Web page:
She also loves to give her opinion on the flowers – the gardenias smell like chocolate; the butterfly bush is gorgeous; her daffodils are sleeping. She keeps a look out for the hummingbirds, checking our homemade feeders every morning to make sure they are full. Seeing the garden through her eyes, and hearing her talk about it brings me such delight.

Homemade hummer feeders – made from recycled pimiento jars, with four holes punched in the lid.

Beyond patience – learning opportunities

I have also been patient and perhaps too nurturing with some of the bare roots that were given to us – our phlox and peonies are struggling and the liatris mix have remained hidden from view for over two months.  Each day for the past month, I have been hopeful to see them emerge from the earth and begin to grow in our view.  

After giving them ample time to break through and begin growing, I began researching online and reaching out to the companies that sold the plants and bulbs.

I had a really promising experience speaking with the Netherland Bulb Company, who guarantee all of their bulbs. She said give it a few more weeks, it may take some time for the liatris to break ground, but it grows very quickly once it does. If we don’t have any luck, they will send us replacements next spring.

The other company that sold the peonies and phlox were only reachable by email, and are sending replacement plants next spring.

I have learned recently though, through internet research that peonies [bare roots] should be planted in the fall, and phlox bare root planting is more complicated than the overly simple directions that were displayed on the box.

I consider myself an accidental gardener, and we are learning about flower care and symbolism as we nurture the plants within Millie’s garden.

Everything that slows us down and forces patience, everything that sets us back into the slow circles of nature, is a help. Gardening is an instrument of grace.

May Sarton

The garden has become such a respite from the stresses of the world, all the while cultivating a calm, a patience, and a hope within us for all that is to bloom. Additionally, it teaches us to accept with grace the ebb and flow of life, watching with anticipation for buds to bloom, and understanding that when a flower has wilted and dropped, that another will appear soon, and at the end of the bloom season that next year, that we will be blessed with more beauty from the same plant.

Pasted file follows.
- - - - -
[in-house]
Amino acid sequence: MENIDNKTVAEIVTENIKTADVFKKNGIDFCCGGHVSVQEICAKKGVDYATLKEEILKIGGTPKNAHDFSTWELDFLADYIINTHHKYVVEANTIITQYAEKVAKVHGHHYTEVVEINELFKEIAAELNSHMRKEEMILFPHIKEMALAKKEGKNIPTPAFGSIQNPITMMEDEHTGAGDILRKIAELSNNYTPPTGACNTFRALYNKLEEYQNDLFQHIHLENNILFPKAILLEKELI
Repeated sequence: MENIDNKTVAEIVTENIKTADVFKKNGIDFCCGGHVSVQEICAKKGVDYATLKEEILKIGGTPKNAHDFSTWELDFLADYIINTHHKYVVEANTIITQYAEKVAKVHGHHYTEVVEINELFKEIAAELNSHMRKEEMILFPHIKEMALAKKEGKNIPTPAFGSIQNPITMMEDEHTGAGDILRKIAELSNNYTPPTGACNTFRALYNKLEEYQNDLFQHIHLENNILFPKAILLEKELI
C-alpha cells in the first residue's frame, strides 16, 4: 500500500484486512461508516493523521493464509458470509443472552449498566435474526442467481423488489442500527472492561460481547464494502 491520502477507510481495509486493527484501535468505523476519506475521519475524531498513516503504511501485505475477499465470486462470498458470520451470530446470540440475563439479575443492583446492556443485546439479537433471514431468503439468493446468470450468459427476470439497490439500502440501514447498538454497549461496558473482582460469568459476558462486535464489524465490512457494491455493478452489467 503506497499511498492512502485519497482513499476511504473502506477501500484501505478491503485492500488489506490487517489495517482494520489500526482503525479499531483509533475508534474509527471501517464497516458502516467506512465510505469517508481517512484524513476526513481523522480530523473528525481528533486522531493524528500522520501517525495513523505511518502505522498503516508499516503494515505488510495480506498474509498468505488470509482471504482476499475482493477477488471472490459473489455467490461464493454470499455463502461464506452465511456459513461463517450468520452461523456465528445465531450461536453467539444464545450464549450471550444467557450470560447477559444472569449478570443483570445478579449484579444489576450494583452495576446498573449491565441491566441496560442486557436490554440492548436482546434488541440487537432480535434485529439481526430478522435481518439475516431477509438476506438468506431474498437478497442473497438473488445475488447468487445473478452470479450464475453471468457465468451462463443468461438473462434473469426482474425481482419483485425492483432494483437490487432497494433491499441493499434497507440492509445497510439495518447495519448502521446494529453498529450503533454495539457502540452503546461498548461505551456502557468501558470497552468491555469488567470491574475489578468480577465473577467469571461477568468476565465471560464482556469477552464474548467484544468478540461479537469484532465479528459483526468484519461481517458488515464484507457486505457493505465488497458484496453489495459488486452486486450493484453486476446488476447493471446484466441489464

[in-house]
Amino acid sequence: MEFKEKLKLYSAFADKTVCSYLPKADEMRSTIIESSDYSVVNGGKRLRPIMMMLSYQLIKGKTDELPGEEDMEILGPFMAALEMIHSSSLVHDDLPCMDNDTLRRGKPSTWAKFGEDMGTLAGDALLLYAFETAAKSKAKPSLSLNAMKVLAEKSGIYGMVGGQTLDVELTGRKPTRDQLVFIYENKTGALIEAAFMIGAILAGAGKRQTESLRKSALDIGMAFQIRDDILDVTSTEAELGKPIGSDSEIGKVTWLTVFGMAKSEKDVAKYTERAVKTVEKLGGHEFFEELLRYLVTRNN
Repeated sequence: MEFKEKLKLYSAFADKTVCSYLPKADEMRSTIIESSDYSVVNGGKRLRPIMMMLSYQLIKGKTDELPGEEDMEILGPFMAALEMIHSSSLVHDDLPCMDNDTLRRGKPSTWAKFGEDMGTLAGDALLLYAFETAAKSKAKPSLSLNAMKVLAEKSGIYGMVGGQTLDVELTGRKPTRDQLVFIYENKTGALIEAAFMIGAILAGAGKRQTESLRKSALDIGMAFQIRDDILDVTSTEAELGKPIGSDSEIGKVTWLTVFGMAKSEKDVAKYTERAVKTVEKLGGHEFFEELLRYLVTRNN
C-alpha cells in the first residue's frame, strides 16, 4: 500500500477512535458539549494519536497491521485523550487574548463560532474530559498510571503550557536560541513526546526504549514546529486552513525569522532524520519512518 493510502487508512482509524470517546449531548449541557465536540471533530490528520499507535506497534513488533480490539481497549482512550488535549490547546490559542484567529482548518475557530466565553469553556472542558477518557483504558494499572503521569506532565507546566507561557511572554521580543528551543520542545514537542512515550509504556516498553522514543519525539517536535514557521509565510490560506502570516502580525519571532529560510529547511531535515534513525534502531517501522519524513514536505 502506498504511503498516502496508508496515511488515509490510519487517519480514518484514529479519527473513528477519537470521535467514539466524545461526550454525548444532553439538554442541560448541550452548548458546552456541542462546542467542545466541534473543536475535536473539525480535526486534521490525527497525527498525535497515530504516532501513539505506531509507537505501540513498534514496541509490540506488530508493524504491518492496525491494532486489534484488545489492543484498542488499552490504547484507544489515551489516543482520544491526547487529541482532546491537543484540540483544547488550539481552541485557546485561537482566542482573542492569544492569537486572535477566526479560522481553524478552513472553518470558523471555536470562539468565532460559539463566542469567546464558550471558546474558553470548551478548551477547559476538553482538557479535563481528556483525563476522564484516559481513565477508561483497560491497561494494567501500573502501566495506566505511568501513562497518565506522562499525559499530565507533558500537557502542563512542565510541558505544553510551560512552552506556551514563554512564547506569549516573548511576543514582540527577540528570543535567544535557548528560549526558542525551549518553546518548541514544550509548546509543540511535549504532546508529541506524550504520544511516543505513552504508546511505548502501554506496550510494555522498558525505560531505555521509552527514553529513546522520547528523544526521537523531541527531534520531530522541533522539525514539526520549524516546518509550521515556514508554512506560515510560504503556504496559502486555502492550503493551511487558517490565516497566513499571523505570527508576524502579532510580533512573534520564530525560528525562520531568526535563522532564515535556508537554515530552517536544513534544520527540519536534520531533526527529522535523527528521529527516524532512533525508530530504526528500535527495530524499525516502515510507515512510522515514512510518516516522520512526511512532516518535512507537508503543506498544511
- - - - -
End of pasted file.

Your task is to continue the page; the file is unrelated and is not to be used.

Millie’s garden has allowed us to slow down, enjoy the little successes, learn from our mistakes, and appreciate the beauty that surrounds us.

For previous garden updates, check out the links below:

  • You can read about our Spring and summer additions here;
  • Our nursery haul here;
  • December additions here;
  • Fall additions here;
  • The end of week one progress here;
  • Check out the grotto in progress here;
  • Read about the chopping of our cherry tree here;
  • And see what we started with in our before pictures here.

A greeting card book

I am feeling an overwhelming sense of accomplishment today, and I wanted to share. I didn’t do anything huge, or absolutely amazing, I just finally crossed a project off my list. One that has been on my list for a little under a year. One that I wanted to get done by the end of this month, but kept putting off because I wanted it to be perfect and I didn’t want to mess it up.

In a previous post, I shared that I can’t stand to throw away old cards. I’ve found ways to make banners, framed collage art, and wreaths. I’m a sucker for snail mail and the effort and love that goes into sending it, so I’d rather box them away until I figure a good repurposing project.

Why we repurposed

Last June through July we were inundated by an outpouring of love and shared sorrow over Millie. The card greetings and hand written sentiments mirrored our feelings, and I was comforted to read those cards. I still find comfort in revisiting and rereading them.

I knew I couldn’t throw them away, and I didn’t want to box them away. I also didn’t want to cut them like I had cut cards in previous projects. So online I searched for ways to assemble the cards into a collection that would be subtly displayed, and accessible for years to come.

The DIY greeting card book project I found

I stumbled across an Austin, Texas wedding photographer’s blog, with the most amazing idea and step-by-step tutorial on how to make a book of cards. She takes orders and will make the book for you – if I could have, I would have definitely entrusted her with these cards. She has a lot more practice with this endeavor, and I am sure she would have turned it around quicker than my personal procrastination timeline that I followed.

The project seemed daunting, labor intensive, and time consuming. I kept the cards in a stack in my sewing room and the link to the tutorial bookmarked on my phone. I waited and thought about it. I dragged my feet some more. I reread the directions. I said, “Tomorrow.”

This is not a time to deviate from directions!

Then I tried to get started and I cut a corner. A huge corner. A “what were you thinking?” corner. I decided to get out my Bernina one day and machine sew the cards to another piece of card stock.